Engine 29 pulled in on the John St. (east) side of the church and laid its first line, five sections of 1 ¾ -inch hose, down an exterior stairwell to the south side of the building.

“As soon as we got down to the bottom of the steps, we saw a considerable amount of fire,” said Rengering, adding that fire fighters had to force open the locked basement door to get inside. “We took our first line directly to the seat of the fire in the basement. And it was backed up with a 2 ½ -inch line right away. With two lines, we still couldn’t hold it,” he said. “By now, it was a code 3 (called in by Captain Bernard Broering) and we were anticipating the arrival of extra companies.”

Broering, acting as district fire marshal that day, turned in the extra alarm and immediately ordered the first-arriving truck company, ladder 2, to open the roof.

Hot, humid weather compounded problems faced by fire fighters as they fought the blase. Throughout the fire, temperatures hovered around 80°F and humidity averaged about 75 percent, causing smoke to cling to the ground.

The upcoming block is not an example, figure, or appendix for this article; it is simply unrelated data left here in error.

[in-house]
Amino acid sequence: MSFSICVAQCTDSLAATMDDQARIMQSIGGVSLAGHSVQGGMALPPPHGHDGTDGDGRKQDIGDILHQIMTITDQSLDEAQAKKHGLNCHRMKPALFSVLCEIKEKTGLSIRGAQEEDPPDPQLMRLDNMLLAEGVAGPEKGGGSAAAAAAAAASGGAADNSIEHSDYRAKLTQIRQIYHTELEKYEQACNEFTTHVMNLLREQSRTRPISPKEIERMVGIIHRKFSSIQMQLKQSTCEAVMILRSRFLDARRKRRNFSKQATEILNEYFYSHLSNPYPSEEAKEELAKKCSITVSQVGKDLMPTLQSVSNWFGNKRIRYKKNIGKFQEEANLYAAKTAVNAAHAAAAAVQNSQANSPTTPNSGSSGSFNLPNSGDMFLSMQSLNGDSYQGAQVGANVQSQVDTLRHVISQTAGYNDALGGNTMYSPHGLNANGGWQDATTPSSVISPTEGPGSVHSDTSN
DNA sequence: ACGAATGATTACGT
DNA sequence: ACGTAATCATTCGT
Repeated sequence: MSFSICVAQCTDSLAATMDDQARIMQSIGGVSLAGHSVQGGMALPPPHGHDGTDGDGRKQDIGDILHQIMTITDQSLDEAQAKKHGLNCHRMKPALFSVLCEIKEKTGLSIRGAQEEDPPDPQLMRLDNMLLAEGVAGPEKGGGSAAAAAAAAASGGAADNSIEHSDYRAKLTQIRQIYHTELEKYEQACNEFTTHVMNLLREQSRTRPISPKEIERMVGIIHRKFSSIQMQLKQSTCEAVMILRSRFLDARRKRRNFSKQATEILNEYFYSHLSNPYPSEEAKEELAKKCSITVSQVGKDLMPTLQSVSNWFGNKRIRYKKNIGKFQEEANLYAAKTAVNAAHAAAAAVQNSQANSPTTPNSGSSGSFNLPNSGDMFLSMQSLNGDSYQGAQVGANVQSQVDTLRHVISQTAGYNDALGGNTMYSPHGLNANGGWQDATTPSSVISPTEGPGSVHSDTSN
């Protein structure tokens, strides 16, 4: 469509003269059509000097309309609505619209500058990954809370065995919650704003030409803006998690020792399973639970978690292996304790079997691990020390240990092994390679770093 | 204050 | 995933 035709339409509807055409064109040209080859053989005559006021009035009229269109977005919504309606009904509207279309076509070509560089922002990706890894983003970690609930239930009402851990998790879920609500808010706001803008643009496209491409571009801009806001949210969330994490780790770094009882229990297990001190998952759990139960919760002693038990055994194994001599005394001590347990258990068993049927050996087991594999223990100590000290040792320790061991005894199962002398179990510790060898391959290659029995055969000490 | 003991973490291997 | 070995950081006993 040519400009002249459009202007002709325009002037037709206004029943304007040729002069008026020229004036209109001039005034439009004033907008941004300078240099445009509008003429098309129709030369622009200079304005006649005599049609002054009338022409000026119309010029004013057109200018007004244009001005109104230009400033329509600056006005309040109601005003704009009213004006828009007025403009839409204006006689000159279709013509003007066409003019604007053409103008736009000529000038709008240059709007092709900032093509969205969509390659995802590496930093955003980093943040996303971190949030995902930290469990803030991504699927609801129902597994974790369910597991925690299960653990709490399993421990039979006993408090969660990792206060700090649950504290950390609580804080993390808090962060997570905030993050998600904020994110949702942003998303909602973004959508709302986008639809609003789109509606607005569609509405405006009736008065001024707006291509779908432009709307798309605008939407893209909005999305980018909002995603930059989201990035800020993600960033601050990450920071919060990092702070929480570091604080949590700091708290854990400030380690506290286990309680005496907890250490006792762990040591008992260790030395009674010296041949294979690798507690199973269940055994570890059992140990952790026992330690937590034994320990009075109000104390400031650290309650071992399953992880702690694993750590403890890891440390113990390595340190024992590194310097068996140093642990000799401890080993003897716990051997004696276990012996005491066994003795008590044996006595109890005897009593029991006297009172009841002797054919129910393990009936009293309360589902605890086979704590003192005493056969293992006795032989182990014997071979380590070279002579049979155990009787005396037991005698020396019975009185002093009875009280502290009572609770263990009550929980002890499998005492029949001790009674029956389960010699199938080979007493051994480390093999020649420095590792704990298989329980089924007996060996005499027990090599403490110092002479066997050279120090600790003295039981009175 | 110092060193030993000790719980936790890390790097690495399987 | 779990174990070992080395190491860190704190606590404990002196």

St. Luke’s Baptist Church, built in 1891, was a 60-foot-high, two-story structure with an approximately 15foot-high cupola steeple near the front center of the roof. The exterior walls were brick and the floor and framing were heavy timber. A thin wood paneling, which helped cause rapid fire spread, was used throughout the basement. A lowered ceiling, which created a plenum chamber throughout the basement, also contributed to the fire spread and its concealment. The church was 135 feet long and 75 feet wide.

Map by Captain E. Kolb, training officer. Cincinnati Fire Division

Structure problems

Structural problems which made ventilation difficult were bricked up windows throughout most of the basement; decorative plastic windows on the first floor, which were difficult to break; a double-layered first floor, covered by a thick carpeting; a crawl space on the east side of the building which appeared to be a portion of a full basement, where fire fighters ventilated, hoping to penetrate through to the basement; and a high-pitched slate roof.